“There’s no minimum number of games [to be considered],” Scott said. “We’re all very humbly going into the season realizing there could be disruptions. We’ve seen that play out over a few weeks. Nobody knows how many games they’re going to get in. It’s going to be a challenge for the committee.”
The Big Ten and Pac-12 are the lone conferences to have secured daily antigen testing, yet the Atlantic Coast Conference, Big 12 Conference and Southeastern Conference, which kicks off Saturday, never wavered on playing. The Pac-12’s hope is that being able to test players and staff each day will mitigate the risk of outbreaks and lead to more manageable contact tracing when there is a positive case.
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Given the number of games that have been postponed thus far — Houston, for instance, has had a game postponed or canceled all four weeks — the Pac-12 may not be too far behind the rest of the country by mid-December.
“I believe the Pac-12 took a more measured approach, a more unified, strategic approach than anyone else in the country,” USC athletic director Mike Bohn said in a virtual news conference Thursday.
“I’m not judging anyone because, as you know, everyone is experiencing this COVID-19 pandemic in a different way. … LSU’s coach [Ed Orgeron] is talking about how he thinks everyone on his team has had it. That gives you an idea of what their experience is like versus what ours is like. I’m not judging LSU, but that’s a different environment, a different culture.”
Bohn applauded the Pac-12’s Medical Advisory Board for keeping a high standard for the “safety piece.” When the league postponed in August, it stated that it needed improvement in testing capacity, stabilization in the COVID-19 data in many of its locales and a better understanding of myocarditis, an inflammation of the heart that has been linked to COVID-19.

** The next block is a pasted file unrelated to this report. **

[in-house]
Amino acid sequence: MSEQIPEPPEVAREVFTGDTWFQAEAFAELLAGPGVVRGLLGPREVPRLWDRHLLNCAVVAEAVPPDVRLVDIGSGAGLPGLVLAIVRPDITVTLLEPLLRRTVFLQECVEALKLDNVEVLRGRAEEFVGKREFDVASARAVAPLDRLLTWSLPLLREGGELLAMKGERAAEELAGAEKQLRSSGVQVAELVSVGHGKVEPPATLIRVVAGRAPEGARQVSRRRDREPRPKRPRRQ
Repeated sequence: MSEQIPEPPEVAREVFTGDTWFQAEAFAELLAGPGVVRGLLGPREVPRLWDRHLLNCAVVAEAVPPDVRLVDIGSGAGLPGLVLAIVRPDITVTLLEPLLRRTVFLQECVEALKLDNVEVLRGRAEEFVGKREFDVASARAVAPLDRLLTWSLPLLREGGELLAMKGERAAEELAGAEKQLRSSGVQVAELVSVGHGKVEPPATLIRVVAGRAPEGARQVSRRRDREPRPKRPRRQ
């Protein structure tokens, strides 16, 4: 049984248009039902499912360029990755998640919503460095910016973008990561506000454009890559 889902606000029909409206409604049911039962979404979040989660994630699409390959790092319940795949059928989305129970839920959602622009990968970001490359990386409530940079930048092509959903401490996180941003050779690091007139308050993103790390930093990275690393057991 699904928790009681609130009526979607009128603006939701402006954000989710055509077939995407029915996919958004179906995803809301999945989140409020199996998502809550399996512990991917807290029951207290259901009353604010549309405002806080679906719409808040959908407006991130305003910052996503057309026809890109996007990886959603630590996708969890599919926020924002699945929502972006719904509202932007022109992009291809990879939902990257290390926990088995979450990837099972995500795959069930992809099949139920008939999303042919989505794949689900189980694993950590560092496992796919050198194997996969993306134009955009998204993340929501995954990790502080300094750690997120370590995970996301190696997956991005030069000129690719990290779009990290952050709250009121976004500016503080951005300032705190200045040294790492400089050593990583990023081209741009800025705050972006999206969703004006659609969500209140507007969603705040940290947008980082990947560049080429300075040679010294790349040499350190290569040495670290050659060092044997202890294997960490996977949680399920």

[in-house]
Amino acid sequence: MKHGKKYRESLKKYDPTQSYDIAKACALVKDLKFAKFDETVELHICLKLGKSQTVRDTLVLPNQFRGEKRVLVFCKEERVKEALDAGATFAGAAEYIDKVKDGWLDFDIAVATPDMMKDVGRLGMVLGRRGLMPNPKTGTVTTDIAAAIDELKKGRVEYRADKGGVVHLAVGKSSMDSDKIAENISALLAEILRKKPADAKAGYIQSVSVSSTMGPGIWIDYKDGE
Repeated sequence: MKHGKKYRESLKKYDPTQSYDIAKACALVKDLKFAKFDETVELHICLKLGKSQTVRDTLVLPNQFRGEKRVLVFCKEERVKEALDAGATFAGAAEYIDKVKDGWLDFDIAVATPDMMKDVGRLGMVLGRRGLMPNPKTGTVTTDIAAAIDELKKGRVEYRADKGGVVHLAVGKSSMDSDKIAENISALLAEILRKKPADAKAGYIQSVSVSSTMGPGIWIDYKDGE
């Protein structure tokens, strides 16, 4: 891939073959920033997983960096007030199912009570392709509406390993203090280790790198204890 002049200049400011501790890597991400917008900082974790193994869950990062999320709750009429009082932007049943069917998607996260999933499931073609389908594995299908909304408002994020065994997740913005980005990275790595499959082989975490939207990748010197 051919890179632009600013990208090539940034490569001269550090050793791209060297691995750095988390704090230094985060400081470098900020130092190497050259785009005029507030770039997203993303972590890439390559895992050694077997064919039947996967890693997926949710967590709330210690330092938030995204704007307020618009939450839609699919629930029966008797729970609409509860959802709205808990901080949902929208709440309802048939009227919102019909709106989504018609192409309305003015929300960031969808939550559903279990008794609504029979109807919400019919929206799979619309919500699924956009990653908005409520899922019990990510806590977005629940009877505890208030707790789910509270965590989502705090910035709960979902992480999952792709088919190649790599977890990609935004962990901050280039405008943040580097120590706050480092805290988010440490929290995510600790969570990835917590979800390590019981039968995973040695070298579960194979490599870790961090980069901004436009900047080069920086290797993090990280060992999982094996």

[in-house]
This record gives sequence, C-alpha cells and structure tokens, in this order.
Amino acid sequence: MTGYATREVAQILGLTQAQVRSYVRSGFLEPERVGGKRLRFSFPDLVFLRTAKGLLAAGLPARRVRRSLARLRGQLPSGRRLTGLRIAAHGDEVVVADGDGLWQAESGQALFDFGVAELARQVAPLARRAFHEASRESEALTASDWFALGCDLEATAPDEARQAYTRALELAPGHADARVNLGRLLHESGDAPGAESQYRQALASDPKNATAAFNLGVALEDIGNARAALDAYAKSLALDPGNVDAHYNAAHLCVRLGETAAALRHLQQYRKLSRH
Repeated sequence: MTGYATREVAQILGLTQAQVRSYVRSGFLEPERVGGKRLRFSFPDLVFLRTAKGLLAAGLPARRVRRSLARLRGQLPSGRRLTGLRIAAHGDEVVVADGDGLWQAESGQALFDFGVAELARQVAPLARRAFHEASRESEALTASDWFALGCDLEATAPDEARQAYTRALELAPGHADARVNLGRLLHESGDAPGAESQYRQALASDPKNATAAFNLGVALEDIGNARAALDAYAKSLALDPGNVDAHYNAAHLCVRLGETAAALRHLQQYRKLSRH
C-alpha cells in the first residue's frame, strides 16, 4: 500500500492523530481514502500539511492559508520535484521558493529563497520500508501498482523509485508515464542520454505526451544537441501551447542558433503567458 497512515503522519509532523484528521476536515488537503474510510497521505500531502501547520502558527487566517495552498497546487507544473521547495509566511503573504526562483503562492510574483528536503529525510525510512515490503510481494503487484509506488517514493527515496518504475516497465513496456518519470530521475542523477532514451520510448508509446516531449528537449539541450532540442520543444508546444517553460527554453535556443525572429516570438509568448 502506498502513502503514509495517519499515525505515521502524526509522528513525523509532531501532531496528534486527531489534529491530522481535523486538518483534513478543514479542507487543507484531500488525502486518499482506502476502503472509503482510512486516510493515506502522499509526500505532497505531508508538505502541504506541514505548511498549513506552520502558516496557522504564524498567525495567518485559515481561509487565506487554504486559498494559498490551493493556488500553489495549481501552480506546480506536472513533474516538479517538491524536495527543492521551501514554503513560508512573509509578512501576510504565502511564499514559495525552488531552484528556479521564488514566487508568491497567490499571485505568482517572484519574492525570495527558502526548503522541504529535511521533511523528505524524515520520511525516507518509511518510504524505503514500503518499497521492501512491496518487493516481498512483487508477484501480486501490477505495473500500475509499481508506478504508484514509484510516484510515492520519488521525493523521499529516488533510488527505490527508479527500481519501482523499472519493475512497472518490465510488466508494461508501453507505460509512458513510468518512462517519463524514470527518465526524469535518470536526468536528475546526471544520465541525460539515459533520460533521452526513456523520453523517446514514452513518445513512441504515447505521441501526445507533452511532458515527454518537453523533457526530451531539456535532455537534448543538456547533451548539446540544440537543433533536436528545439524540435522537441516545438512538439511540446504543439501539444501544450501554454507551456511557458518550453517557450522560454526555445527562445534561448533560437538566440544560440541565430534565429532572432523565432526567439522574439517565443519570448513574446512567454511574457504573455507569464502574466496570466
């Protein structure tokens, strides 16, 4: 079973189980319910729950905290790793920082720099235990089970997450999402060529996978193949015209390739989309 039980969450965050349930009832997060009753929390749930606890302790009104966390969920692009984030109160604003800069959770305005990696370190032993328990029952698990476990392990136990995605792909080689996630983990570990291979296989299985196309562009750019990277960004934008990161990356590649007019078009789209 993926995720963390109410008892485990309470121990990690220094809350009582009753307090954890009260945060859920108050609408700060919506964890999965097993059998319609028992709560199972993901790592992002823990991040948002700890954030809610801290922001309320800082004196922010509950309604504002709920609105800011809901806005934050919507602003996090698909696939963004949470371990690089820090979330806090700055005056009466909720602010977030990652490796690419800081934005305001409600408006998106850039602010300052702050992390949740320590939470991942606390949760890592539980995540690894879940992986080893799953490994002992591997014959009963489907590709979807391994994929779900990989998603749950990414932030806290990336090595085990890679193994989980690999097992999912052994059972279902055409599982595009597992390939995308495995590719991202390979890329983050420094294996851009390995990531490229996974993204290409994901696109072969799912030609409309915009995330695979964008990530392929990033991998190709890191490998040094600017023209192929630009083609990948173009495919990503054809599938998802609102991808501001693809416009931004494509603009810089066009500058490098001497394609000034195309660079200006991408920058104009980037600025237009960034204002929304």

The testing was acquired through a deal with Quidel Corporation, which is currently training school staff on how to accurately and efficiently perform the testing.
Doug Aukerman, the chair of the Pac-12 medical group, said the testing should serve to limit the potential exposure of players to myocarditis. Schools will also be set up to screen for the condition when a player tests positive.
The virus remains plenty active throughout the Pac-12 footprint, but some state and county public health officials have expressed willingness to adjust regulations on group size to accommodate the Pac-12. Bohn said USC has “some work to do there” and that “I don’t anticipate us actually being on the practice field as a team until early October.”
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On Thursday, Boulder (Colo.) County announced an order that prohibits college-aged kids from gathering for the next two weeks, forcing Colorado to shut down workouts during that span.
Scott said the league picked Nov. 6 as its start date because it hoped to give teams six weeks of practice. The Pac-12 also gave clearance for men’s and women’s basketball to start playing games Nov. 25, the NCAA-approved date.
“We’re moving forward now,” Schill said, “but we’re not moving forward with our eyes shut. We’re going to be paying attention to what’s happening. And if we start getting spikes that suggest this is not sustainable, we will just stop playing. Because again, the value is the health and safety of our players and our communities.”
Ryan Kartje contributed to this report.